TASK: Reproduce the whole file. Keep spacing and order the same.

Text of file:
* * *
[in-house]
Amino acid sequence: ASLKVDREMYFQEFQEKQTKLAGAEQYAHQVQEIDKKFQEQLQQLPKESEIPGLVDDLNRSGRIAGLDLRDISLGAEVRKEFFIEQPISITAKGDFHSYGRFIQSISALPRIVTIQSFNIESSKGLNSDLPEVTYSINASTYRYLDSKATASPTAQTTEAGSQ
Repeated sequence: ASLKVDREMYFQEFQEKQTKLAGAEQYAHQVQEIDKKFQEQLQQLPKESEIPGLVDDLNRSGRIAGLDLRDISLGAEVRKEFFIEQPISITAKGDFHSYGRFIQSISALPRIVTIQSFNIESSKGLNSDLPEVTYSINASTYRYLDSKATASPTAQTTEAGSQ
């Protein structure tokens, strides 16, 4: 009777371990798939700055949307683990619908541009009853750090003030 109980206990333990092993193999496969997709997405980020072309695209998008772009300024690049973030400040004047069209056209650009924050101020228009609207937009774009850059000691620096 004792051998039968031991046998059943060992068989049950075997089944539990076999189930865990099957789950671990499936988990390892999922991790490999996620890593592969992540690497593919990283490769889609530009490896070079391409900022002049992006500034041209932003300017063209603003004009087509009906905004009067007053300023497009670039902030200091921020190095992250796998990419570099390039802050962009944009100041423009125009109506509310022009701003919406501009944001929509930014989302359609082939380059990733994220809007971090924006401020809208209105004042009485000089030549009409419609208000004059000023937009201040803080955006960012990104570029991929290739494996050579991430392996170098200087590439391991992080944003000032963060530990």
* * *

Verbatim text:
[in-house]
Amino acid sequence: ASLKVDREMYFQEFQEKQTKLAGAEQYAHQVQEIDKKFQEQLQQLPKESEIPGLVDDLNRSGRIAGLDLRDISLGAEVRKEFFIEQPISITAKGDFHSYGRFIQSISALPRIVTIQSFNIESSKGLNSDLPEVTYSINASTYRYLDSKATASPTAQTTEAGSQ
Repeated sequence: ASLKVDREMYFQEFQEKQTKLAGAEQYAHQVQEIDKKFQEQLQQLPKESEIPGLVDDLNRSGRIAGLDLRDISLGAEVRKEFFIEQPISITAKGDFHSYGRFIQSISALPRIVTIQSFNIESSKGLNSDLPEVTYSINASTYRYLDSKATASPTAQTTEAGSQ
């Protein structure tokens, strides 16, 4: 009777371990798939700055949307683990619908541009009853750090003030 109980206990333990092993193999496969997709997405980020072309695209998008772009300024690049973030400040004047069209056209650009924050101020228009609207937009774009850059000691620096 004792051998039968031991046998059943060992068989049950075997089944539990076999189930865990099957789950671990499936988990390892999922991790490999996620890593592969992540690497593919990283490769889609530009490896070079391409900022002049992006500034041209932003300017063209603003004009087509009906905004009067007053300023497009670039902030200091921020190095992250796998990419570099390039802050962009944009100041423009125009109506509310022009701003919406501009944001929509930014989302359609082939380059990733994220809007971090924006401020809208209105004042009485000089030549009409419609208000004059000023937009201040803080955006960012990104570029991929290739494996050579991430392996170098200087590439391991992080944003000032963060530990």